whilst their is no doubt that productivity is an essential key to understanding and maintaing a healthy economy, unless its use in public debate includes all the facts it will just be a tool for proving the validity of an argument through the narrowing its scope of understanding.

    14. Era says:

      Same trends observed in Indonesia. Except in the manufacturing sector where the link was reestablished in 2008-2013. This is largely associated with growth in the union movement and reforms that encouraged the use of bipartite cooperation institutions as well as growth in sectoral minimum wages. Reforms are now under way to revise the minimum wage fixing system, to make is fair, simple and predictable. Collective bargaining here is very minimal, so a key consideration should be an assessment of how changes will impact on labour market institutions and the link between productivity and wages..

    15. Bob says:

      I think economic rent is the wedge that separates wages from productivity and drives inequality. With economic growth comes inevitable increases in sources of economic rent (principally, increases in land values, natural resource prices, finance, and other monopoly power) which reduce labour’s share. Rent is normally subsumed in profits, but it is distinct from interest and has an entirely different kind of dynamic. It’s also entirely undeserved, as we all learned from the classical economists. Michael Hudson has written extensively on this almost universally ignored but vitally important process. It’s silly to talk about increasing productivity growth when monopoly power extracts the gains before the workers can receive them.

    16. Lyle says:

      RE: Figure A, I must be having a brain failure. The 1973 productivity increase from 1948 was at 96.7%. In 2014 it was at 238.7% of 1948. I know it’s simple math, but how does increasing from 96.7% to 238.7% equal a 72.2% increase over 96.7. Wouldn’t a doubling (100% increase) from 96.7 equal 193.4, so 238.7 would be greater? Sorry for such a simpleton question. In any case the discrepency between productivity and wages is gross.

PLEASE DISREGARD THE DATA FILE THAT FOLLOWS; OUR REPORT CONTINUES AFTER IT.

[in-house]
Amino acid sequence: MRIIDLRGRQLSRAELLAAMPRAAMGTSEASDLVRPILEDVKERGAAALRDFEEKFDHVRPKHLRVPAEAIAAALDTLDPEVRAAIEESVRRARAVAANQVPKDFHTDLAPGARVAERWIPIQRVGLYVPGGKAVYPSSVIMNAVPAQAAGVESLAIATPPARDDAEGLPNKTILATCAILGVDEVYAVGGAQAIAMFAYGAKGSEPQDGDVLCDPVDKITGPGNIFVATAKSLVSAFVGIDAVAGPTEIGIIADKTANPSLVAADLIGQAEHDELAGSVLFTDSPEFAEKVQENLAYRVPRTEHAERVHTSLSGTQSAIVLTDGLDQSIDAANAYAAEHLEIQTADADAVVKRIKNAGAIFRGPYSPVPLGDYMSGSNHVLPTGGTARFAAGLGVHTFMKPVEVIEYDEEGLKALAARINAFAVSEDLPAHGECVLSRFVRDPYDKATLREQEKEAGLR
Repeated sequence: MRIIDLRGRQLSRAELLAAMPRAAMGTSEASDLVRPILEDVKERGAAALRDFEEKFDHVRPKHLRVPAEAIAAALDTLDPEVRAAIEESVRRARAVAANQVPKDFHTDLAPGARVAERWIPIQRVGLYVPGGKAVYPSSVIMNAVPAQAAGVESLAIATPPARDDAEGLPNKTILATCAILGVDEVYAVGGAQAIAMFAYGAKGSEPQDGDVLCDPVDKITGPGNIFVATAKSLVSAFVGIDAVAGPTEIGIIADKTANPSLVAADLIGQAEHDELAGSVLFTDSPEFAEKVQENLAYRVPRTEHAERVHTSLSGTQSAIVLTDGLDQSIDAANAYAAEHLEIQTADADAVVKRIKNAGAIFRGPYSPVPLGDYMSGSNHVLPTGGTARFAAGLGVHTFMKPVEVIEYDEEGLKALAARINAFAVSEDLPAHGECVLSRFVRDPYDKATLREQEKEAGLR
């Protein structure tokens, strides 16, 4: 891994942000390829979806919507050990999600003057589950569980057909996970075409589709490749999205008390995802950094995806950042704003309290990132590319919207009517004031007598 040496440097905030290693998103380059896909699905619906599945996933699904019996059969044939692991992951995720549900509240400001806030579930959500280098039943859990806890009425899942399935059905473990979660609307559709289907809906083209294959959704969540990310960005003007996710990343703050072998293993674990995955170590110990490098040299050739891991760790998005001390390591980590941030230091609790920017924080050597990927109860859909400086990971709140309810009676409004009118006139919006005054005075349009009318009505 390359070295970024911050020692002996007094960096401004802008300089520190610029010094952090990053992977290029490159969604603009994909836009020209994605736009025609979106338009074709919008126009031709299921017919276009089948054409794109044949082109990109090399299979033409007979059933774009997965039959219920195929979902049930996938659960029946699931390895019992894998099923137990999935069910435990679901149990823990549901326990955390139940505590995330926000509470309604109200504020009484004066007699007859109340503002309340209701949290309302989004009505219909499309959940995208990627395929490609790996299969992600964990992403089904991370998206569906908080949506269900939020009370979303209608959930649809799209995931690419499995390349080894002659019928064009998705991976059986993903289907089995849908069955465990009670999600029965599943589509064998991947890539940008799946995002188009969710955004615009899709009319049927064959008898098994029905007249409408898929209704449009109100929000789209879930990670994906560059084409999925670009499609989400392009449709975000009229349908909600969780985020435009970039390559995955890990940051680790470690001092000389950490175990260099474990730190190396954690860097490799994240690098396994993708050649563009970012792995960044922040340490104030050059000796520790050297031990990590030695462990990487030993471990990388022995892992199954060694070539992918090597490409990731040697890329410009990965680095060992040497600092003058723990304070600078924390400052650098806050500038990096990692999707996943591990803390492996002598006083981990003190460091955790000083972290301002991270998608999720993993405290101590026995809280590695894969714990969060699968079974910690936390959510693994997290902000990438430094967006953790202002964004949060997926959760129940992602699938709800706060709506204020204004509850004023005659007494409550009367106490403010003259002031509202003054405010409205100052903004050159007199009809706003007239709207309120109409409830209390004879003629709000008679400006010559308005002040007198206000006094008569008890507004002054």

17. bill says:

      Dear Lyle (at 2015/10/05 at 9:58)

      The left-hand axis denotes the “Cumulative percentage increase”.

      best wishes
      bill

    18. Kevin Harding says:

      Has anyone tracked the the 51 st percentile wage against productivity or GDP growth?

    19. Whiteblob says:

      Just to add to my comments above.

      Whilst productivity is more than just hard work this is an example of the climate in the UK I was trying to illustrate.

      http://www.bbc.co.uk/news/uk-politics-34447916

    Leave a Reply

    Your email address will not be published. Required fields are marked *

    *
    To prove you're a person (not a spam script), type the answer to the math equation shown in the picture.
    Anti-spam equation

    This site uses Akismet to reduce spam. Learn how your comment data is processed.